Most economics programs have two upper-division core courses, microeconomics and macroeconomics. Ours offers those courses in the fall, then a third core course in “institutional economics” in the spring. Students are free to take them out of order, but this will generally extend their time to graduation. In addition to electives normally found in other departments such as international or labor economics, there are also electives in socialist/radical economics, “the” (unique, apparently) economics of poverty and discrimination, comparative capitalisms, and multiple courses specifically devoted to, again, a unique economics of women. But these latter electives are taught exclusively by left-heterodox faculty.

All faculty, including me, are permitted to propose electives, but as I have discovered, if one seeks to introduce courses criticizing components of “left-heterodox orthodoxy” (the theory and actual practice of Marxist economics, in my case), that is not permitted. Academic freedom, in other words, ends once left-heterodox ideas have been introduced. And this despite, for example, two left-heterodox faculty over the years have insisted on the right—which individual faculty do and ought to have—to hang a poster of Karl Marx in office windows in the business-college building.

Academic freedom, in other words, ends once left-heterodox ideas have been introduced.

Because WSU left-heterodox economists have a view of the profession in which they are an unjustly besieged minority, they view their task as protecting their ideology at all costs.

For the last several years, because of feedback from the international business-college accrediting organization, the Association to Advance Collegiate Schools of Business, our business college has been trying to continuously increase college research achievement. There is a widely used database that ranks many academic journals from all business fields, including economics, on a four-point scale. While imperfect, it is widely used to measure faculty or department research productivity. Economics too has several rankings of scholarly journals, and it is easy to use such widely accepted measures as citation counts to assess both journals and an individual’s publications.

But because left-heterodox economics journals are so few and so rarely cited outside of other left-heterodox journals, these journals are typically not highly ranked by such measures. Therefore, the left-heterodox partisans at WSU adamantly reject any attempt to rank publications. They want publications to be merely counted and ranked equally. By relevant department rules, which left-heterodox faculty have long been unwilling to change, an uncited publication in a seldom-cited journal must count the same in assessing a faculty member’s research productivity as an article in one of the field’s most influential journals.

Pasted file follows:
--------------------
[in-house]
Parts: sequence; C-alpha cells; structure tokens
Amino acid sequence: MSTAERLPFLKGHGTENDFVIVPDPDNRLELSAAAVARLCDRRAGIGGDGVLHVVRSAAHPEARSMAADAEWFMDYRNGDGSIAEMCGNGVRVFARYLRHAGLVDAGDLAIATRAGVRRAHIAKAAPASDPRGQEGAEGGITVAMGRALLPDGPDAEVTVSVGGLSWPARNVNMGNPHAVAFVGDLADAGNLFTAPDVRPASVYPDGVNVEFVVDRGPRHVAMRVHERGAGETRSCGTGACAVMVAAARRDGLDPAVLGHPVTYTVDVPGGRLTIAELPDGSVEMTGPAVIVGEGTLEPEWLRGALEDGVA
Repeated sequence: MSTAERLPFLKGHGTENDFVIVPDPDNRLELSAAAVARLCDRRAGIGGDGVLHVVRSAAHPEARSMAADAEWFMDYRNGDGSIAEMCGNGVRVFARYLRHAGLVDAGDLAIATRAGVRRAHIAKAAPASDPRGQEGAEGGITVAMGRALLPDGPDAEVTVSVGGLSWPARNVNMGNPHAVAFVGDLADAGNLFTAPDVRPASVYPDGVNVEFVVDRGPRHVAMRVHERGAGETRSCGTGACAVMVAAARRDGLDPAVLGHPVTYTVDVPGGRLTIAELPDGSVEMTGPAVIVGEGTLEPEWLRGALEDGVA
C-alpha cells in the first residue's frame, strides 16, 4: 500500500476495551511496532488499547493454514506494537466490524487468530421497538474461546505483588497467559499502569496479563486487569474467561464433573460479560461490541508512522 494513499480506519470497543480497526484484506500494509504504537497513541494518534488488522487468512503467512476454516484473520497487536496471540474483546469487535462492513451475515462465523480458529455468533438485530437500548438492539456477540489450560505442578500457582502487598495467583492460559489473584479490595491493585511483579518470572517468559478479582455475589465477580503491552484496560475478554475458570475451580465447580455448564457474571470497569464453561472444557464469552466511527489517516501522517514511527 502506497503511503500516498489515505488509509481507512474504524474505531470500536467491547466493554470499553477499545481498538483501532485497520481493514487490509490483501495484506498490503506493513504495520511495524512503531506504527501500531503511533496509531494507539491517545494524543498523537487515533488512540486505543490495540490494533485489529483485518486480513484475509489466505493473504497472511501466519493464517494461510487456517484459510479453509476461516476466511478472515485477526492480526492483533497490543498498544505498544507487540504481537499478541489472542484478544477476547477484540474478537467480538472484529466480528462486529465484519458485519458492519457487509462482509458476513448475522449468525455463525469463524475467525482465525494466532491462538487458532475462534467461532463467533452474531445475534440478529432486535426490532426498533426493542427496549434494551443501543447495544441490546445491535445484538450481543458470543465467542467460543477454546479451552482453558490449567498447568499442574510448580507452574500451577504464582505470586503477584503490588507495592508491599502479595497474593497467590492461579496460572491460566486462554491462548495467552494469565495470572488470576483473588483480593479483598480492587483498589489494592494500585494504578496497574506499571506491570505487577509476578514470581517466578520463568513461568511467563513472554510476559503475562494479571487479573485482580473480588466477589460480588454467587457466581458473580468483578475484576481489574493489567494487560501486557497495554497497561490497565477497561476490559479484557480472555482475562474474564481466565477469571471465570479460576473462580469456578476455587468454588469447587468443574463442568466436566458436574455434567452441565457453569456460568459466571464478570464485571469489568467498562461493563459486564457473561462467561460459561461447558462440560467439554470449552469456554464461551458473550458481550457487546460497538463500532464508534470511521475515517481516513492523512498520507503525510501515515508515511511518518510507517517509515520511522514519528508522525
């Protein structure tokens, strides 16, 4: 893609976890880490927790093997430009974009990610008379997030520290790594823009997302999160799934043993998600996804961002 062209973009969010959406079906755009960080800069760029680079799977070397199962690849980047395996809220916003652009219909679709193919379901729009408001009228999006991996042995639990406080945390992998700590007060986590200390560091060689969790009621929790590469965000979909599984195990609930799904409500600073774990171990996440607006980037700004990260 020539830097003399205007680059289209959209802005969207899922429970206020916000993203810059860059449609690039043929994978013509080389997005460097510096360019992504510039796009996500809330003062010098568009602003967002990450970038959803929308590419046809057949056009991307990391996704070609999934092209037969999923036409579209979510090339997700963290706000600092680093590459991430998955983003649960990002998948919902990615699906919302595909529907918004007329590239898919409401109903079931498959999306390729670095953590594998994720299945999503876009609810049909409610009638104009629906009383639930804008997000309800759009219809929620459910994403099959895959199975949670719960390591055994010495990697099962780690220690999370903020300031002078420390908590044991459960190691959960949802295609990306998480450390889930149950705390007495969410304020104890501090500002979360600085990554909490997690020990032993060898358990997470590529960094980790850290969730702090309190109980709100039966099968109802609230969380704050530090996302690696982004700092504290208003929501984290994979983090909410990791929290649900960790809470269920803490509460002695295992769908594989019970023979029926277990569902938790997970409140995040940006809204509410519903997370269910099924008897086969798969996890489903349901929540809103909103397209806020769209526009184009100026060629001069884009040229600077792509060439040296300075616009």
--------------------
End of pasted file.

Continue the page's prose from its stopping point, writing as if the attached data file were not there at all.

This practice puts our department at stark variance with the other departments in our business college, most of which quickly have come up with their own ranking systems without much difficulty.

It must be noted that the department currently has ten tenure-line faculty, and only four of them are left-heterodox economists. It also has three lecturers from the local area, who are not expected to do research, and are not left-heterodox. These lecturers have won several university teaching awards. But on curriculum, promotion, and hiring issues, current and past left-heterodox faculty have a record of fighting tooth and nail both to preserve the place of economic thinking abandoned long ago by the mainstream of the profession and to keep out thinking that criticizes these obsolete claims, let alone giving much attention to why such thinking became obsolete to begin with.

WSU economics is a useful case study in the extremism of the academic left. The intolerance for meaningful diversity and dialogue that is so characteristic of the left-heterodox economists at Wright State makes our department, the college, and the university a worse place. Such radical departments (in all fields) all too often are not viewed as a place for the open exchange of ideas, but as colonized territory that must and will be defended.

Diversity of ideas is and ought to be applauded in the humanities and social sciences. (In the natural sciences too, as long as the ideas are confined to those that have survived experimental testing.) But that diversity should include discussion of where the ideas came from, their real-world performance when implemented (which is especially important when discussing Marxism, where the record is substantial and grim), and freedom to criticize them. A desire to listen as well as talk, in other words.

At WSU, these things are lacking. For students who want to experience genuine, honest and ongoing discussion—i.e., learning—about economics, it is not the place to be.

Evan Osborne has taught economics at Wright State University since 1994. He is the author of over 30 academic articles and three books, most recently Self-Regulation and Human Progress: How Society Gains When We Govern Less.